A renegade former commander of Sri Lanka's Tamil Tiger rebels has been jailed for identity fraud in the UK. The BBC's Jill McGivering watched Col Karuna's sentencing and asked human rights groups for their reaction.
Isleworth Crown Court is an unimpressive modern building, set midway down a leafy residential street in suburban London.
Colonel Karuna broke with the Tamil Tigers rebels in 2004
But on Friday, court number three was attracting an unusual amount of media attention.
Outside, passers-by were stopping to ask questions about the unfamiliar sight of a TV camera crew. Inside, the two rows of government seats that constitute the public gallery in the court were full.
The defendant, Col Karuna, sat impassively behind a thick dividing wall of protective glass. He was close-shaven, his hair closely cropped.
As well as metal-rimmed spectacles, he was wearing a striped polo shirt. He stared straight ahead throughout the proceedings.
He had already pleaded guilty to the charge of possessing a false diplomatic passport. The court was told that it was a six-month multiple visit visa, valid from 5 September 2007, which carried his photograph but not his name or personal details.
The court heard details of Col Karuna's earlier statement to police. He wanted to come to the UK because his wife and children were living here, he had said.
He said the Sri Lankan government gave him the passport. Sri Lanka's defence secretary, the brother of President Mahinda Rajapaksa, arranged everything for him, he told police.
The Sri Lankan government denies any involvement.
Col Karuna's visa application stated that he was coming to the UK to attend a wildlife convention. When the police asked Col Karuna about that, he told them he knew nothing about the application.
When it came to passing sentence, the judge said it was not necessary or appropriate for him to go into the details of Col Karuna's story.
The offence related to the fact he was in possession of a false passport - and he had pleaded guilty to that.
The judge said he would take into account that fact Col Karuna had already spent six weeks in detention under the immigration authorities, as well as another 32 days in police custody since he was charged with the offence on 24 December.
This was a serious matter, the judge added, which must attract a prison sentence. Col Karuna, standing while the sentence of nine months' imprisonment was passed, remained expressionless.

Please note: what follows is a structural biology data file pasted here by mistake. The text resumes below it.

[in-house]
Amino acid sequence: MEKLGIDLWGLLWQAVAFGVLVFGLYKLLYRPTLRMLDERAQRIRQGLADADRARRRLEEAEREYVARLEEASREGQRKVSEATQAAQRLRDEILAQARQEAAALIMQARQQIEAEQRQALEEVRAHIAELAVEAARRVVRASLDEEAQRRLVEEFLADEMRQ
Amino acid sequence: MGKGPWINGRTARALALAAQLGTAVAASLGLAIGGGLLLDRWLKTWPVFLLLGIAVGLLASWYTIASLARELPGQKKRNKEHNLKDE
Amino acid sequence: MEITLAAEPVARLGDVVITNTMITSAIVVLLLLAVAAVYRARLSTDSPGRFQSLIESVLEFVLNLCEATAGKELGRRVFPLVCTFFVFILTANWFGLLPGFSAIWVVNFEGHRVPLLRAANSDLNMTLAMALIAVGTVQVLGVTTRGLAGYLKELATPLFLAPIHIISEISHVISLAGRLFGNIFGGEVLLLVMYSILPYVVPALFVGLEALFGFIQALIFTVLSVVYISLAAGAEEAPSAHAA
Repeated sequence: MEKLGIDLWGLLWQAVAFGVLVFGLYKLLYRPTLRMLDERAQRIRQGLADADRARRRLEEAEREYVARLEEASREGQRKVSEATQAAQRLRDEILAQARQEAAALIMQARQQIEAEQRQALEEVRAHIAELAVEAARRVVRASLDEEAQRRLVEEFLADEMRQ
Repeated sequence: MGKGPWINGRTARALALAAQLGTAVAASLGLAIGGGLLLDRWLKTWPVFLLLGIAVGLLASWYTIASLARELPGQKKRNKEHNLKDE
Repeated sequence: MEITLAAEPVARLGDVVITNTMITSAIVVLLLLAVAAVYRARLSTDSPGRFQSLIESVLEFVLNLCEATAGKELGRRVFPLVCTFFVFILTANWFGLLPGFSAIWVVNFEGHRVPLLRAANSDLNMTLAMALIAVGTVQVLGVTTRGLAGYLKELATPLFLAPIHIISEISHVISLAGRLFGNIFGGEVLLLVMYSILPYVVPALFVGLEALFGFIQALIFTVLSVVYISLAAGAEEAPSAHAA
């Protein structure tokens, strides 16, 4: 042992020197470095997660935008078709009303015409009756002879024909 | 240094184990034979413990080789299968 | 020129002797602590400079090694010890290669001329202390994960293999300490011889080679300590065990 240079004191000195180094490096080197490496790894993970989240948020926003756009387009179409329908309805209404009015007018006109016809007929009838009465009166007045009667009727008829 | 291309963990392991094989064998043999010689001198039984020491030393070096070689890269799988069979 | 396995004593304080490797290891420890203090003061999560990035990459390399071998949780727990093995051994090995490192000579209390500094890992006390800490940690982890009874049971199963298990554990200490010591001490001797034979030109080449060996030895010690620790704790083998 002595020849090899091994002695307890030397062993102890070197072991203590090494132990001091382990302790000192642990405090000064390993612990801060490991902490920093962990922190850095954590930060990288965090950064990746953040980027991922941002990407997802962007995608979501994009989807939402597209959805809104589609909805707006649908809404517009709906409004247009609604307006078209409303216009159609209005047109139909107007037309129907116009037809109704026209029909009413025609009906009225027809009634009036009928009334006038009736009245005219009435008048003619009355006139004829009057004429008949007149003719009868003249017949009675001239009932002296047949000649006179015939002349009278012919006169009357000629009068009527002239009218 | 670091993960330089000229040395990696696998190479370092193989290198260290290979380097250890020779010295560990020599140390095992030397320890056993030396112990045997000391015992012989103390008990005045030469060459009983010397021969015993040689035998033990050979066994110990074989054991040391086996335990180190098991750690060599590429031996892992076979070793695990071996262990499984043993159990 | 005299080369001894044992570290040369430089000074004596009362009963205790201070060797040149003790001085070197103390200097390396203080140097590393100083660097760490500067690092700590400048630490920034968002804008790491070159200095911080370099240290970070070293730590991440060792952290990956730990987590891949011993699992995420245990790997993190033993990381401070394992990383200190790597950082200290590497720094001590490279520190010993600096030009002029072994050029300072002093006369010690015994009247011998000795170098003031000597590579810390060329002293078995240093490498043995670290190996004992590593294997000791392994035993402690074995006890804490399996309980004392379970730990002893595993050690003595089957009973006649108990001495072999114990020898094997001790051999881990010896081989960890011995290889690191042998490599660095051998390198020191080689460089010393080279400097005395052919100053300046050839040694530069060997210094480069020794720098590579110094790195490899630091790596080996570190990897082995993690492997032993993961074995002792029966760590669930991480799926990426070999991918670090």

A team of human rights groups, including Human Rights Watch, Amnesty International and Redress, are calling on the British authorities to prosecute Col Karuna for human rights abuses, including acts of torture and the abduction of children to serve as soldiers.
Sri Lanka's government denies aiding Col Karuna's faction
Human Rights Watch recently described him as "one of the top individuals in Sri Lanka who have been responsible for human rights abuses in that country".
Kevin Laue, a lawyer with "Redress", an organisation which seeks reparation for victims of torture, said he was pleased with the sentence - because it gives the UK authorities - and human rights activists - longer to investigate the need for further charges against him.
"This means he won't be leaving the UK any time soon and gives the police more time to investigate," he said.
He pointed to the serious nature of the allegations against Col Karuna, saying he hoped the UK authorities would take the opportunity now presented to them.
"Now there's an opportunity, someone has come into this country," he said. "He's here.
"We don't have to bring him here or go out and catch him or anything and it would be tragic if he were allowed to leave, whether he left voluntarily or was ultimately deported, without there first having been a proper investigation."
It is unclear what will happen to Col Karuna when he comes to the end of his sentence.
He could be detained by immigration while his right to remain in the UK is decided.
After the court session, his defence lawyer, David Phillips, told the BBC that he expected Col Karuna would make a formal application for asylum in the UK.